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There is a lot individual and institutional pain in the budget cuts this year and there is more to come. But so far, Governor Patrick and legislative leaders have largely spared the state's free and subsidized health coverage programs: MassHealth and Commonwealth Care. Some providers argue that cutting insurance makes more sense than cutting programs for people who are already sick. They may have a point, but the insurance programs have politics on their side. Leaders on Beacon Hill want to, and are under pressure to, continue the success of the state's health coverage law.
Support for the insurance coverage law here is even more striking when you look at what's happening as other state's cope with budget gaps. A "Families USA" report out late last month has this summary: half of the states have enacted or proposed Medicaid or CHIP (Children's Health Insurance Program) cuts in FY '09 and/or FY '10.
Here are a few examples:
- in California, Governor Arnold Schwarzenegger proposes to cut the income eligibility for that state's Medicaid program from 100% of poverty to 72%. The report estimates that 430,000 parents would lose coverage by 2011.
- in Oregon, Governor Ted Kulongoski has proposed to reduce the income eligibility level in that state's Medicaid plan for some senior citizens and people with disabilities from $1,991 a month to $1,300 a month.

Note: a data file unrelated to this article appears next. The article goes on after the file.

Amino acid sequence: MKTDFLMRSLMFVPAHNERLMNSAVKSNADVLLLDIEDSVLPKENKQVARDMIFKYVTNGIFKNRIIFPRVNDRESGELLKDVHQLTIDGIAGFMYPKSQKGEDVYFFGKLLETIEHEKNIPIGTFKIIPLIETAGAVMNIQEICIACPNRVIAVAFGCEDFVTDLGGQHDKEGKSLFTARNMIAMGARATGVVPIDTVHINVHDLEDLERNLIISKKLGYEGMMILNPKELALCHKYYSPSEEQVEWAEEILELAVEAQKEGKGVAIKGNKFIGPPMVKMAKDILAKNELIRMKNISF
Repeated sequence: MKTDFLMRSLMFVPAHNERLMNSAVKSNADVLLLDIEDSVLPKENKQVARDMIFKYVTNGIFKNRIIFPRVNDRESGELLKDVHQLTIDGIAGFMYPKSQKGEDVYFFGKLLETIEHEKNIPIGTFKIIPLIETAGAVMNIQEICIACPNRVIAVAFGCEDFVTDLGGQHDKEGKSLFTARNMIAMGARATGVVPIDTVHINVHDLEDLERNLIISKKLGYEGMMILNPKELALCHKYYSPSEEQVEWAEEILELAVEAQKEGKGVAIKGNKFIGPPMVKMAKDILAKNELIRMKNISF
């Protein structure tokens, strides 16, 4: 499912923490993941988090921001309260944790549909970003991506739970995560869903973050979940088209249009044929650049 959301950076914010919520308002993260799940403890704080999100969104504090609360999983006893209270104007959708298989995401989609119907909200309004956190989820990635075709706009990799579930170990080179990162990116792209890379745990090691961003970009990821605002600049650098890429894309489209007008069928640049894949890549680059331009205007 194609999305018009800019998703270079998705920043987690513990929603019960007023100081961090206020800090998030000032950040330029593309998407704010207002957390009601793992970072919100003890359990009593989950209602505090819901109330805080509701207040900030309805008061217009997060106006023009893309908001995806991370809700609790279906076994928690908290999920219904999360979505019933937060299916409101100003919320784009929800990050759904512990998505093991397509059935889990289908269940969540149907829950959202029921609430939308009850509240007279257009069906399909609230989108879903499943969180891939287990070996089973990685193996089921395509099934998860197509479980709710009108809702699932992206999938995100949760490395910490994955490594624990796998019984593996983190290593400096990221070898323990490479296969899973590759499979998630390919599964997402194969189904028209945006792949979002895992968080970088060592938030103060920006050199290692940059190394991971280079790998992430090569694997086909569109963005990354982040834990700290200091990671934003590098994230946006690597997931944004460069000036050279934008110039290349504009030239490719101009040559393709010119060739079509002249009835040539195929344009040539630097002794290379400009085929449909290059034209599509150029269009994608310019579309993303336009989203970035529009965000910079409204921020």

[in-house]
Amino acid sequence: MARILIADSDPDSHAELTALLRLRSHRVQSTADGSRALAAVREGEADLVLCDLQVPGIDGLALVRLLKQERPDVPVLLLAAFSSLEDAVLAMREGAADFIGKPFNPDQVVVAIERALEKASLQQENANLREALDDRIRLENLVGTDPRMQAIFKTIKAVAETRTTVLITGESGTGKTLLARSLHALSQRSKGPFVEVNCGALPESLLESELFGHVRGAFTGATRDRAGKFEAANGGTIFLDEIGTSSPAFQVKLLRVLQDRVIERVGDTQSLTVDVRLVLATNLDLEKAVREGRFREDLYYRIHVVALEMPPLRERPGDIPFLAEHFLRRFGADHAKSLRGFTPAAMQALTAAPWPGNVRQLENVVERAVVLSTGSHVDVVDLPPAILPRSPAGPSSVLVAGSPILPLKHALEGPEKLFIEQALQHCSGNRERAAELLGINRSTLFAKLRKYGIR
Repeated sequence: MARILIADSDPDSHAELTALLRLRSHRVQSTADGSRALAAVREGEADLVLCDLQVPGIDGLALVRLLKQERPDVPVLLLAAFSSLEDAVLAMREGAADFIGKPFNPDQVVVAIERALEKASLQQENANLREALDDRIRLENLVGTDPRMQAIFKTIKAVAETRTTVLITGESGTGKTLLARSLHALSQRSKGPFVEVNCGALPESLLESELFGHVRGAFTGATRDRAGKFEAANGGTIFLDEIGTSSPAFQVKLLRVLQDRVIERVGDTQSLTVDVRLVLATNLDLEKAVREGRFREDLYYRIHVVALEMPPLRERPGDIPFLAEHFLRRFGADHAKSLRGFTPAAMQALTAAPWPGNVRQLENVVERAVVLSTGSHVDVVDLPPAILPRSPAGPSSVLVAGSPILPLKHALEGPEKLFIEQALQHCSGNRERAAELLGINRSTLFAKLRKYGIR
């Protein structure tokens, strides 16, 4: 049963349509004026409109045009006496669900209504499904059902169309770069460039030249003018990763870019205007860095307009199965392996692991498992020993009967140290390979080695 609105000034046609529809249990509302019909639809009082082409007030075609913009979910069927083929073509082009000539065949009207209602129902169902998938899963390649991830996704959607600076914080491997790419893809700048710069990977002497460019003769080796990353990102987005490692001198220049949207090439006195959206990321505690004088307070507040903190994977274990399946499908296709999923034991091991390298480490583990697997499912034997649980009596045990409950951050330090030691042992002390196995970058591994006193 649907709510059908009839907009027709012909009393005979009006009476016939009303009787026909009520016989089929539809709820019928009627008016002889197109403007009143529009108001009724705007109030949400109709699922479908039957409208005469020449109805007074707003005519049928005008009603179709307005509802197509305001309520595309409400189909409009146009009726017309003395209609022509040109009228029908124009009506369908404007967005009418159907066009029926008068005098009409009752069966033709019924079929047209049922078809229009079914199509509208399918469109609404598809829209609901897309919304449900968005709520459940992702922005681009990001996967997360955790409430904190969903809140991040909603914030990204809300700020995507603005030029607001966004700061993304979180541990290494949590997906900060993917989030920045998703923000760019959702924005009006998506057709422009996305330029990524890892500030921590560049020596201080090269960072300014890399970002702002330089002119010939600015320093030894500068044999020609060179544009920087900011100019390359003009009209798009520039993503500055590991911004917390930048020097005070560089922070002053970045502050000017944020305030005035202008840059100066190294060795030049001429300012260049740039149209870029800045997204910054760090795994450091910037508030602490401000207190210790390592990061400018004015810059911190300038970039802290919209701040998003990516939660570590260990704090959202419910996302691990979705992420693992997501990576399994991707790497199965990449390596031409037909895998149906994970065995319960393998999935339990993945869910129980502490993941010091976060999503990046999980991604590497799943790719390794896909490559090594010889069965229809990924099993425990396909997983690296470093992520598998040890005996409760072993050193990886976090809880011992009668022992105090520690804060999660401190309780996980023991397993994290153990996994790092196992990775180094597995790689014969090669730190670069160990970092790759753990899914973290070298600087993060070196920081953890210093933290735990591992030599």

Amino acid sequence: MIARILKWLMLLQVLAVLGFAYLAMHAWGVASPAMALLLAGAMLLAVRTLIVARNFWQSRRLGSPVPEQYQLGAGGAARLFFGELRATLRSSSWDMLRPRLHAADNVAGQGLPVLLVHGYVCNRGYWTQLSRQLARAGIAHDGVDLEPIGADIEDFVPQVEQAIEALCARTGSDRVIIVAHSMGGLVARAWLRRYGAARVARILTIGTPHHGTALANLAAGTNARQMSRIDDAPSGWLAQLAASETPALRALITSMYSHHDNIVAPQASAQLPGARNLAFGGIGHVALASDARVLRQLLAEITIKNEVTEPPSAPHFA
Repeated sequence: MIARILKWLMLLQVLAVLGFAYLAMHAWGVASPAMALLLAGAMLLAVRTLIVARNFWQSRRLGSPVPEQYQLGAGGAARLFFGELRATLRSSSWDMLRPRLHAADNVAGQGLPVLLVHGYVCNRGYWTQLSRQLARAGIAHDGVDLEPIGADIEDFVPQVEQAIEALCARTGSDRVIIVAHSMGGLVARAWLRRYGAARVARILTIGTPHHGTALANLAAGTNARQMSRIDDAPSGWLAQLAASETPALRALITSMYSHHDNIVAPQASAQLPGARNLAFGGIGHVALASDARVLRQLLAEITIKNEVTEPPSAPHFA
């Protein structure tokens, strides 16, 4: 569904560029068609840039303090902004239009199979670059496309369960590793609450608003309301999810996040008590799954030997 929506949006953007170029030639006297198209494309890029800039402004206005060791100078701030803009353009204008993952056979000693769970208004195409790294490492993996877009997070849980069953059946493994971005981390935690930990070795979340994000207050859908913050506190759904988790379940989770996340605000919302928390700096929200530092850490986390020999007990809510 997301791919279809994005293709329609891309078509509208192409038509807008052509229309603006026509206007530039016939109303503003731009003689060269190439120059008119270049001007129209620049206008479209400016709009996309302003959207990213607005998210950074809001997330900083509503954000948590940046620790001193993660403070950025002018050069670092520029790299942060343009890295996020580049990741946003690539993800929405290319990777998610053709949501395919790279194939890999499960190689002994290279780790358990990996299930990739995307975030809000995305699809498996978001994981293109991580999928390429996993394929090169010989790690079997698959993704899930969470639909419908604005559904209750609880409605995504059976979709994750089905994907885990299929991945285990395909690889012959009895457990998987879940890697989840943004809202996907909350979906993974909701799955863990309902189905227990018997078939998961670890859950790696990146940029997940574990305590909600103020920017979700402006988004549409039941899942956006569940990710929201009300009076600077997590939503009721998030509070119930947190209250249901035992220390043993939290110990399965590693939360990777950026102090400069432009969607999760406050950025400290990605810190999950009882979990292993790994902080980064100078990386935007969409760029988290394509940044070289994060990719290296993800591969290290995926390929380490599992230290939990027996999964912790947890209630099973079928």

Other states are cutting benefits:
Louisiana is reducing the number of prescriptions allowed adults on Medicaid and delaying the start of some home and community-based services.
Oregon is considering ending dental and vision services.
During Governor Patrick's budget briefing last week, Administration and Finance Secretary Leslie Kirwan stressed that Massachusetts has made similar cuts in the Medicaid program during prior economic declines but is not doing so this time. Many governors are hoping that a proposed increase in federal Medicaid funding will offset the need for some of these cuts, but many state funded programs will be screaming for their share of additional federal funds, if they arrive.
This program aired on February 2, 2009. The audio for this program is not available.
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